x Abu Dhabi, UAEFriday 19 January 2018

Iran: use diplomacy instead of force

The Iranian nuclear issue will not be solved through isolating Tehran or threatening to use force, but rather through diplomatic and political avenues, wrote Mazen Hammad in the Qatari daily Al Watan.

The Iranian nuclear issue will not be solved through isolating Tehran or threatening to use force, but rather through diplomatic and political avenues, wrote Mazen Hammad in the Qatari daily Al Watan. Iran ought to be invited into a large international co-operative process. This wise attitude, expressed by the Russian foreign ministry, has not only the advantage of keeping at bay the spectre of a possible military strike, but also limiting the issue to the negotiations table.

This is the right time to adopt such a position and the Russians chose the perfect time to voice it, just hours after the top Iranian nuclear negotiator, Said Jalili, announced his country's willingness to resume talks on all security, political and economic issues, including Tehran's nuclear programme. It is true that Mr Jalili has not revealed all the details of the new deal his country is offering, but he already indicated that it was an improved version of the package rejected by the West last year. The initiative can be seized by the new US administration to invite Tehran to the table, without preconditions, as proposed by the US president Barack Obama himself at the beginning of his mandate. There can be an end to the Iranian nuclear row, if the West reaches the conviction that sanctions and military force are of no use.

The American president's iftar was not an exceptional event, but a mere tradition that has been going on for years now, wrote Satii Nureddine in an opinion article published by the Lebanese daily Al Safir. The event has never been an occasion for announcing new positions or for making new commitments. It is a courtesy meeting that curbs any political appetite.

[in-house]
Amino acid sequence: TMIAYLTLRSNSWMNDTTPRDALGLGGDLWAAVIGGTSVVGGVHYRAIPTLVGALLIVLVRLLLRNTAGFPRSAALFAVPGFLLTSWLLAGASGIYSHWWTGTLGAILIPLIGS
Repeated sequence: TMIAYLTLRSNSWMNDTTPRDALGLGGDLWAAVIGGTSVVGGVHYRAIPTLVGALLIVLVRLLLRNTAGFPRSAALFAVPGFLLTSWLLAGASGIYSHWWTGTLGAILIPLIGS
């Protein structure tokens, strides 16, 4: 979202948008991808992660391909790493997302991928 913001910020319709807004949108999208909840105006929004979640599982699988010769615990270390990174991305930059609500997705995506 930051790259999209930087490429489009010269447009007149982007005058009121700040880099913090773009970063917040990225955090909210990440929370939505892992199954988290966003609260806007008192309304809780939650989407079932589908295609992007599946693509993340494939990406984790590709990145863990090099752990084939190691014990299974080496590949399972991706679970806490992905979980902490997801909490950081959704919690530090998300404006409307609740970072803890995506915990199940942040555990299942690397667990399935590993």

The president's greeting, "Ramadan Kareem", had a special resonance, but the rest was far from what should be expected from the president of a country where Muslims are torn between sentiments of fear and concerns over their future. They had expected it to be more than an occasion for a greeting, a meal and empty slogans. The speech was overly eloquent, as if in a contest for oration and style, as a some vain attempt to hide the reality of the numerous wars triggered by the president's predecessor. The president was expected to present the balance of several months in office and talk clearly of what he intends to do during his term. President Barack Obama should have considered the iftar he hosted in the White House last Tuesday as an opportunity for a serious talk with the Muslims and not just an occasion for to send empty signs.

The US president was not mistaken when he said that his country's position was firm and considered the freeze of Jewish settlements as a precondition for any negotiations unless the parties to the conflict agree otherwise, wrote Sami al Zubaidi in the Jordanian daily Al Rai.

Indeed, the Palestinian Authority has just broken this precondition and entered into direct negotiations with the Israeli government before any suspension of the settlements had been decided. Worse, the subject of these negotiations is not to halt the settlements, nor is it any of the final settlement issues, but "economic peace". The US president has declared that he would not abandon any of his demands or alter the list of conditions for the Israeli party unless the parties agree to a lesser set of conditions, but the Palestinian flexibility went beyond his expectations. The late Palestinian president, Yasser Arafat, was reported to have replaced the word "just" in a "just settlement of the refugee issue" contained in a draft of the Arab peace initiative by the phrase "agreed upon". It is time to stop blaming mediators, Americans and Europeans alike, because we are ultimately more flexible than they are.

An adviser to the Mexican minister of health said that his country had no idea of the range and seriousness of the swine flu pandemic, wrote Khaled al Jenfawi in the Kuwaiti Arabic newspaper Al Seyassah.

The adviser added that the country had taken a series of specific measures that needed to be reviewed. Among these were a ban on travel, school closures, assembly restrictions, intensive use of antibiotics and thin paper masks. On the other hand, a number of actions proved very useful in limiting the spread of disease. These included awareness campaigns, especially in schools, rapid diagnosis, medical treatment and quarantine, hand washing, vaccination and avoiding crowded premises. Schools were only closed when declared cases among students and staff were high, while classroom door knobs were cleaned every two hours and pupils were regularly checked. The Mexican government also pursued a total transparency policy on the issue and exchanged information with health authorities worldwide.

The columnist recommended that his country's health authorities collaborate with the Mexican government to benefit from the country's experience. * Digest compiled by Mohamed Naji mnaji@thenational.ae